Early July this year, I packed my life into 2 suitcases and moved back to Jakarta. On the way home, I spent a night in Tokyo, a city I've always wanted to see. I didn't have much time, so I scheduled all the things I wanted to do, down to the minutes. But of course, that did not happen. In the midst of awe to the new topography, and the obvious language challenge, I abandoned all plans and stick to 2: Get a good ramen, and walk around Shibuya. So, I did that and some..
Note to travelling alone: Get acquainted with the language. My first sentence (and I'm quite proud about this) was "Sumimasen, information wa doko desuka?" to an elderly, kind looking lady at the Eapoto (It's Airport, show off). Then my possible third sentence was an unclear plea of "Do I just slide the tickets in for ___ station? Do I even have the right ticket?" which came out as, "Ano.. ticketo wa?" then some furious wagging of hands around the ticket counter. Despite that, I was definitely more at ease with using my broken japanese, than when I first got to the States and pushed to use my average sounding english.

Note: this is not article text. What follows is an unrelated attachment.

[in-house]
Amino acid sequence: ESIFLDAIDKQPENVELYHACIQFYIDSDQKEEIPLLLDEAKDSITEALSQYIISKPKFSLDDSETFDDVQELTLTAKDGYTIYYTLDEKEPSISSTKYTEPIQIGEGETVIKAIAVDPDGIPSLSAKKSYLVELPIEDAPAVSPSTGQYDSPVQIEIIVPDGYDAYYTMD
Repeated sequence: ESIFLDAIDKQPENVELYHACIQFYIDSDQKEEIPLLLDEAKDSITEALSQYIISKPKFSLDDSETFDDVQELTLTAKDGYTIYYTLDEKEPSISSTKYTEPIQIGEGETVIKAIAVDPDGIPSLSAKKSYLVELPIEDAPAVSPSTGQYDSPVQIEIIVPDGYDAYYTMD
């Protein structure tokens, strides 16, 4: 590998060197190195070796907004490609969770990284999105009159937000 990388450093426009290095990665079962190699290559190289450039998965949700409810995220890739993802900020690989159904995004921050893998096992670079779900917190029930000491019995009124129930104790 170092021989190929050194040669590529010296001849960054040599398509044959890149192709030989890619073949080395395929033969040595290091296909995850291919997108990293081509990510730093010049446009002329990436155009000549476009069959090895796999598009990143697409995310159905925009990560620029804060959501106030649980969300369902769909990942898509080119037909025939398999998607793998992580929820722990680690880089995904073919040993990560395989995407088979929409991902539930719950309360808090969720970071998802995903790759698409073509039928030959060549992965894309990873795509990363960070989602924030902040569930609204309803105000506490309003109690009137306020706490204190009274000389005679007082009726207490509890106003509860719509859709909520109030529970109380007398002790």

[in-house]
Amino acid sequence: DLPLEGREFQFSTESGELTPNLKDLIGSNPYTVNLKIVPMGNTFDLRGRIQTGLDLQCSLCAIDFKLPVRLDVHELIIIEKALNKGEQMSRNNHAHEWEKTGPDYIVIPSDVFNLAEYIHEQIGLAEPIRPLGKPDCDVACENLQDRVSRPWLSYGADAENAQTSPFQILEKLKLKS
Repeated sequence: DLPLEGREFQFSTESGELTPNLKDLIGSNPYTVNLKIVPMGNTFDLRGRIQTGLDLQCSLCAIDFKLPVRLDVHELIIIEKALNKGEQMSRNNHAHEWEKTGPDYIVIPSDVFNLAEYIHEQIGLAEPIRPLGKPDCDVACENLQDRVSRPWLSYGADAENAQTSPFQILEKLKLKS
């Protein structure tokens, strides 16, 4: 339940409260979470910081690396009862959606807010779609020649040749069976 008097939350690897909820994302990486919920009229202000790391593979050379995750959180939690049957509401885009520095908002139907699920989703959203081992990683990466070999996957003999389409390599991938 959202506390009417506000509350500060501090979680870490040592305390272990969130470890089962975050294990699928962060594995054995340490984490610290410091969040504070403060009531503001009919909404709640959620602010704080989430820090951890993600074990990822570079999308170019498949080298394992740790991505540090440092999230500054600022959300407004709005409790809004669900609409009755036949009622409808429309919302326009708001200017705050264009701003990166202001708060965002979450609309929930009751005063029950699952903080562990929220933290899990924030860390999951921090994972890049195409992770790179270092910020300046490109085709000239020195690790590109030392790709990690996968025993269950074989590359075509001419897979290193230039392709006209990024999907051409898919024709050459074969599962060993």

Remember that dog that died waiting for its owner? This is the memorial area by Shibuya Station.
I'm not a big fan of melodramatic pets, nor movies about them.
The Sweets Hall at Tokyo Station. Literally, this is counter after counter of cakes and candies.
My smile was wide when I walked through this piece of sweet tooth's heaven.
By the end of the day I was exhausted. I spent an hours walking around my hotel going from one station to another, making sure that the train will get me to the right place. My long awaited Ramen dinner was eaten slow. I felt nauseated out of lack of sleep, but my excitement and hyper-awareness pushed me onward. I thought that I would sleep like a log that night, but I woke up every hour or so, afraid of missing my early morning alarm for the bus. I should've just let loose, and sleep with no reservation. When else could I sleep with a kimono on?